When historians of the future conduct their post mortems on the early 21st century, there will be plenty to keep them busy.
They will undoubtedly dissect the War on Terror which started on September 11, 2001 and ended who knows when; they will afford themselves a chuckle when they study the story of how an over-privileged hotelier with comedy hair very nearly became the world’s most powerful man (I remain confident that America will see sense) and they will get down on their knees in thanks for the invention of the digital treasure trove that is the internet.
There will be no trips to remote libraries in far flung places for these historians – with a bit of luck the archives will be available to them on whatever device they have at their disposal, probably Google Eyeball.
Among the ubiquitous singing baby memes and those quizzes which rate how northern you may or not be, based on how many pies you eat a week, there will be plenty of resources which will provide useful evidence about how much of the planet’s population lived its life.
Our great, great, great grandchildren will be able to understand what a twerk was, how the selfie was invented and how latte drinking PR folk made up words such as staycation in order to sell their products.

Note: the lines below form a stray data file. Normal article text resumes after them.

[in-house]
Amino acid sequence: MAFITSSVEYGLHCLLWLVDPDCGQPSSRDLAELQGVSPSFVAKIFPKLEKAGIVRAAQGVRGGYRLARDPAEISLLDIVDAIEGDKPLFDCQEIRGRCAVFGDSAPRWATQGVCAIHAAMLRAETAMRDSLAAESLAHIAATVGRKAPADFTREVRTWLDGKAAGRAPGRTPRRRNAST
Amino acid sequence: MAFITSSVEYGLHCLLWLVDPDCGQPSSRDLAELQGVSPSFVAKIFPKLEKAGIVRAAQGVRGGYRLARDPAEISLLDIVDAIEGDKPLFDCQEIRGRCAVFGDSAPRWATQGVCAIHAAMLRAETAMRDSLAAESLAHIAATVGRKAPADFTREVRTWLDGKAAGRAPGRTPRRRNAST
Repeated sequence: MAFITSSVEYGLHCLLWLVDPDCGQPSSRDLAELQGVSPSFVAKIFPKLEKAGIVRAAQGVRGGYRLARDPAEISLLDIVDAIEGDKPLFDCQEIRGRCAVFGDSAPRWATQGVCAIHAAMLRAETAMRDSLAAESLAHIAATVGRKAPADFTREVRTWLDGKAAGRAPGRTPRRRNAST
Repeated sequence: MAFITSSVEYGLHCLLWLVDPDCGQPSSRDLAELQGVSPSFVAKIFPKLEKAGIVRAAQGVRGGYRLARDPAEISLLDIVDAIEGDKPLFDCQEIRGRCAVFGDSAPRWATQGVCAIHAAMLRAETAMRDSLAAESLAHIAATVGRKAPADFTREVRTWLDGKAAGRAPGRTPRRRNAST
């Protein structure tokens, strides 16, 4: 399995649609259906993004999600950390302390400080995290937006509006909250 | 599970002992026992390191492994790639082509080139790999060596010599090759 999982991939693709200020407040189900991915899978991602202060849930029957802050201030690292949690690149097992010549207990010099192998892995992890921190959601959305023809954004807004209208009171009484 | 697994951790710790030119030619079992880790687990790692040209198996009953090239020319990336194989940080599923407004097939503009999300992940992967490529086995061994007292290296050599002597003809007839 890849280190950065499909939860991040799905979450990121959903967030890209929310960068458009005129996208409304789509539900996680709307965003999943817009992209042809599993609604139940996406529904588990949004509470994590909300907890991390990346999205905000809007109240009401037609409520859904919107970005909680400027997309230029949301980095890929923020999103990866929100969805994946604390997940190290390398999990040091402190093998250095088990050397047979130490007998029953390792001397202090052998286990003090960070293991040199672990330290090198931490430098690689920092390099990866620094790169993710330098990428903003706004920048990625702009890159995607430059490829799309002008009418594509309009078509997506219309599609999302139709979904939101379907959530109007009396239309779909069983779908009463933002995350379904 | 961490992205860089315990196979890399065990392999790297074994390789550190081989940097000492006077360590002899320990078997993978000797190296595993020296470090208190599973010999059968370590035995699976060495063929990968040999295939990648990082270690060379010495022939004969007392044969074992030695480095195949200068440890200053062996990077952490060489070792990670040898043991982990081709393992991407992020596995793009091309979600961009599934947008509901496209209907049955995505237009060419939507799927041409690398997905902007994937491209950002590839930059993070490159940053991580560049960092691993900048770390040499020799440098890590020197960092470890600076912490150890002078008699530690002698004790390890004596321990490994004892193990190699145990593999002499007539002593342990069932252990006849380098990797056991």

Having just returned from a very enjoyable staycation, I can confirm that there is still nothing new under the sun and that Cornwall is as lovely as it ever was, regardless of the fact that the act of visiting there, or anywhere in this country, now has a pointless label.
It may well be that future generations will snigger at the futility of families like mine who grabbed 15 minutes ‘sunshine’ during a break in the downpour, just so they could boast that they went to the beach.
They will know that it sheeted it down for three days solid because every millimetre will be logged digitally and that I consumed far too much ale you can’t see through, all because I took pictures and subjected my virtual friends to a modern day slide show.
Will my descendants look at these images of folk wearing big coats and unconvincing smiles and be amazed that people holidayed anywhere other than Mars? I hope not, I hope they too are able to enjoy the beauty of the seaside and uniqueness of the British countryside and switch off from all the nonsense.
There was a time, not too long ago, when the average holidaymaker could really get away from it all but now it is very difficult to do so. Although I did make sure I could access the Wi-Fi almost immediately on my arrival at our home for the week, I did make steps to reduce my screen time during the week off.
The temptations of modern life put huge strain on the important things such as family and those restrictions will only increase as technology improves.
My hope for the future is that my descendants enjoy the joys of this wonderful country just as much as we do now.